The glittering, saline-laden lake in northwest Utah may be dead in ecological terms, but its namesake city remains vibrantly alive.
Salt Lake City’s more than 173,000 people powered the state’s feverish growth during the so-called “roaring ’90s.” Indeed, the years from 1993 to 1998 saw unprecedented rates of job creation, low unemployment and net migration into the state. Although subsequent growth slowed somewhat, Salt Lake City and its environs offer excellent job opportunities in diverse industries, notably high-tech and business services.
Consider these salient statistics:
In Salt Lake City, as elsewhere, the high-tech explosion kindles employment growth. In addition to a bevy of smaller software and e-commerce firms, more than 41,000 workers in the city and around the state find jobs with such employers as:
At an average salary of $43,500, these employees earned considerably more than the Salt Lake region’s average per capita income of $24,300.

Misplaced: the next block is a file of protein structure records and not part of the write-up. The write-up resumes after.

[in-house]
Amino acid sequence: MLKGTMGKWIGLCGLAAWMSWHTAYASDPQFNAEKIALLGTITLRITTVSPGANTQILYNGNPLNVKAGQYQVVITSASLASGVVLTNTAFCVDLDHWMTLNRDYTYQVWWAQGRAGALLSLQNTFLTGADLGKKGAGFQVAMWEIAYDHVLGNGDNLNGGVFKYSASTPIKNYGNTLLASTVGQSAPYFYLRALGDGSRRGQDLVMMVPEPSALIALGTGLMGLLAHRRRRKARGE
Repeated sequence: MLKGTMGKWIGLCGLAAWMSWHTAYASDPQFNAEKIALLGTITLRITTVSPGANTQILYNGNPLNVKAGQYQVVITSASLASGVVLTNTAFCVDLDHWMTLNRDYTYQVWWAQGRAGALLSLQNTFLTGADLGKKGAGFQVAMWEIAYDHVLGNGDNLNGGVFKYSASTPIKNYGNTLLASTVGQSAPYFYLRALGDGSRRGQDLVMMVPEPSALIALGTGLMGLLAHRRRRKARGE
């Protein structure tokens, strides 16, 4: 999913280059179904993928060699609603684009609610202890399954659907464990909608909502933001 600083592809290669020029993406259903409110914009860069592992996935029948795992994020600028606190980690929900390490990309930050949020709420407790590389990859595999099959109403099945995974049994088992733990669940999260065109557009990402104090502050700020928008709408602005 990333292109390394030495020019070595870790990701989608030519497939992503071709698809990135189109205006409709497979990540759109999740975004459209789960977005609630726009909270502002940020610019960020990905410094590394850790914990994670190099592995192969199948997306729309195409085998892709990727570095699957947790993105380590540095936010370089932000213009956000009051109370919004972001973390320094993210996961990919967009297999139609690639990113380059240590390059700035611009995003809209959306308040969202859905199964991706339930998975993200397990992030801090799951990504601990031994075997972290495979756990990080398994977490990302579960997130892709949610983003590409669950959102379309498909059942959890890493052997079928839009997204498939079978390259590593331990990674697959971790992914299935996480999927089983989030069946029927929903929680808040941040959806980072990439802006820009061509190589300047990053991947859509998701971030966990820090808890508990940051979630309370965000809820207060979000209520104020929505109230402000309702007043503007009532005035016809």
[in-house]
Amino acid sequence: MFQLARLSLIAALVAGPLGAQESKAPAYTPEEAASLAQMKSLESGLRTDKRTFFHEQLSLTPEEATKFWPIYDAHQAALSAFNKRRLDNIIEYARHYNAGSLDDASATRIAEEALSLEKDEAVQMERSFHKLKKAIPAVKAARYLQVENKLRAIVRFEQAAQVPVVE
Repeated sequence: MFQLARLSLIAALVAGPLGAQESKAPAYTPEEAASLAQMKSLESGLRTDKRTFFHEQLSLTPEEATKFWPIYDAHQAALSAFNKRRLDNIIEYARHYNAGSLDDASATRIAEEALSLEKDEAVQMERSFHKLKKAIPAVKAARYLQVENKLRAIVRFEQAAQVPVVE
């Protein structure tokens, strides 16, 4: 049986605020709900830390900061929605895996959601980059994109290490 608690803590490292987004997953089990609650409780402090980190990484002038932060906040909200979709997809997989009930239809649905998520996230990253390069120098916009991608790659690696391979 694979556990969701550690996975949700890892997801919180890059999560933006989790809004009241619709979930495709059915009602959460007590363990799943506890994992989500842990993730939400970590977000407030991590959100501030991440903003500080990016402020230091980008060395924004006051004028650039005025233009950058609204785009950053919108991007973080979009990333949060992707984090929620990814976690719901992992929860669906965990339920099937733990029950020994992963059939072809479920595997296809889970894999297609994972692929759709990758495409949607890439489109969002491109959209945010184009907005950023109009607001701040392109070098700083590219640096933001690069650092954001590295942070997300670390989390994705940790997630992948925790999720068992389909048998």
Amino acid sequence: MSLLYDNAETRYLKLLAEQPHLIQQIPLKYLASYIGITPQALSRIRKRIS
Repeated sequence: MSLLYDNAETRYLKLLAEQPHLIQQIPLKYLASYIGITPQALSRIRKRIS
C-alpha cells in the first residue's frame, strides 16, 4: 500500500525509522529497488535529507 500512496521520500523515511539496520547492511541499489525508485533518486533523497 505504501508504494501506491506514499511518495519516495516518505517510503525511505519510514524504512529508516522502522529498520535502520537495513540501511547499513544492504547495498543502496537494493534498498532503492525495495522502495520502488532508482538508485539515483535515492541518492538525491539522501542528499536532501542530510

Statewide, IT jobs increased 35 percent between 1993 and 1998, according to the American Electronics Association. Salt Lake County added 1,400 computer-related service jobs in 1999, 21 percent of total service sector growth. The demand for computer science and engineering graduates currently outpaces supply, a gap that Utah’s universities are just beginning to address.
High-tech ferment requires venture capital. Yet high-tech firms across Utah attracted only $93 million in funding in 1999, far less than the billions invested in Silicon Valley and the Northeast United States.
While the Hollywood set may not soon flock to Salt Lake City, plenty of other workers are being lured by the area’s strong job prospects and considerable natural beauty. And as Salt Lake City takes center stage during the 2002 Winter Olympics, the city that sprang from a dead lake promises to flourish even more.
Statistics and trend information referenced in the above article were extracted from the following key sources: